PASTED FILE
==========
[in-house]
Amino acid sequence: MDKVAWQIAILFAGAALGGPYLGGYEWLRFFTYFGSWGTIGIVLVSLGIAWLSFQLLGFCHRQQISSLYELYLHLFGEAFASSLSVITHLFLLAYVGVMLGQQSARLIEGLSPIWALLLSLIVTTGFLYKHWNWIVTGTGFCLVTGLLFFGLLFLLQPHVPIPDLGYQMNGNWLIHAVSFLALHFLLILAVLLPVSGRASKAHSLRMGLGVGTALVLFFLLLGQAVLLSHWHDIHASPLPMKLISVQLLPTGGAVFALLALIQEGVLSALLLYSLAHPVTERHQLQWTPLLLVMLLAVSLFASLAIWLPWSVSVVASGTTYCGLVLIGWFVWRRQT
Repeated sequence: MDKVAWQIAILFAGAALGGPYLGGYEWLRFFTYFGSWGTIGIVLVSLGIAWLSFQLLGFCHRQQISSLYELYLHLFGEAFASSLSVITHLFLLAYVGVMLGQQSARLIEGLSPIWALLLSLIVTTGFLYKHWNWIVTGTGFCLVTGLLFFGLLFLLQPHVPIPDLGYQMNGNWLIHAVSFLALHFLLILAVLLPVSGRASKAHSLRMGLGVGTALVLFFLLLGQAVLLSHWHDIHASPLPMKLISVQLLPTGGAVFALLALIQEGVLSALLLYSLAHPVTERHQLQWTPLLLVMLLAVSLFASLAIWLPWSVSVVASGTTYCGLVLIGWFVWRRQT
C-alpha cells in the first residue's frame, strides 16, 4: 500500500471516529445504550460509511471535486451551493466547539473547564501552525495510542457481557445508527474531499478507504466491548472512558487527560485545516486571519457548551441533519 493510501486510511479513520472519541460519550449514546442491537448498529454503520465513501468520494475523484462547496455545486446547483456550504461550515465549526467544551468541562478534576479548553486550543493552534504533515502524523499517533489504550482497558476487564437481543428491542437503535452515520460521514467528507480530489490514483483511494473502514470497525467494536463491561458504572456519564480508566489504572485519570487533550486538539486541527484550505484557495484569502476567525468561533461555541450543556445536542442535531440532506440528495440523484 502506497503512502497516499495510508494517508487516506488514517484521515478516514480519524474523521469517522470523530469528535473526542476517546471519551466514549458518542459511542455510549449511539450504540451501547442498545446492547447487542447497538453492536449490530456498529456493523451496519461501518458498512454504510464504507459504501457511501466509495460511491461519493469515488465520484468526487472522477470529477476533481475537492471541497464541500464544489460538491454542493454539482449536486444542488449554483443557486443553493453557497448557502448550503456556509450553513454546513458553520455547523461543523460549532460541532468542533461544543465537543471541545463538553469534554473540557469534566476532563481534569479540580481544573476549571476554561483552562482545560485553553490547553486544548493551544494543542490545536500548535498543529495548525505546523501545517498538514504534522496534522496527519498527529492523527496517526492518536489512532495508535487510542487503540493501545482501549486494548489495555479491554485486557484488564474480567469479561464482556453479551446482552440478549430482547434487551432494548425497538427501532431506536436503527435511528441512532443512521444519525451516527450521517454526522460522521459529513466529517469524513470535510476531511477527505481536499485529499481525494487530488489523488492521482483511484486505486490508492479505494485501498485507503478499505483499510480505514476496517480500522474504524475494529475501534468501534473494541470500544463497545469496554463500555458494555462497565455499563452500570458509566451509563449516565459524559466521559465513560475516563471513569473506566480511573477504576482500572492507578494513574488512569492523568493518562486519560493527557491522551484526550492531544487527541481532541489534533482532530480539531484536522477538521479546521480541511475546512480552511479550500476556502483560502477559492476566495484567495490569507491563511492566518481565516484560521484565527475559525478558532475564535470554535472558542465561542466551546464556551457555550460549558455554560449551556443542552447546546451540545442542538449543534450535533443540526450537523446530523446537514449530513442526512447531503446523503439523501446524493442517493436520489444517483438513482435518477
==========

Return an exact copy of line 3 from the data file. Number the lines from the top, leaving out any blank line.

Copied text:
Repeated sequence: MDKVAWQIAILFAGAALGGPYLGGYEWLRFFTYFGSWGTIGIVLVSLGIAWLSFQLLGFCHRQQISSLYELYLHLFGEAFASSLSVITHLFLLAYVGVMLGQQSARLIEGLSPIWALLLSLIVTTGFLYKHWNWIVTGTGFCLVTGLLFFGLLFLLQPHVPIPDLGYQMNGNWLIHAVSFLALHFLLILAVLLPVSGRASKAHSLRMGLGVGTALVLFFLLLGQAVLLSHWHDIHASPLPMKLISVQLLPTGGAVFALLALIQEGVLSALLLYSLAHPVTERHQLQWTPLLLVMLLAVSLFASLAIWLPWSVSVVASGTTYCGLVLIGWFVWRRQT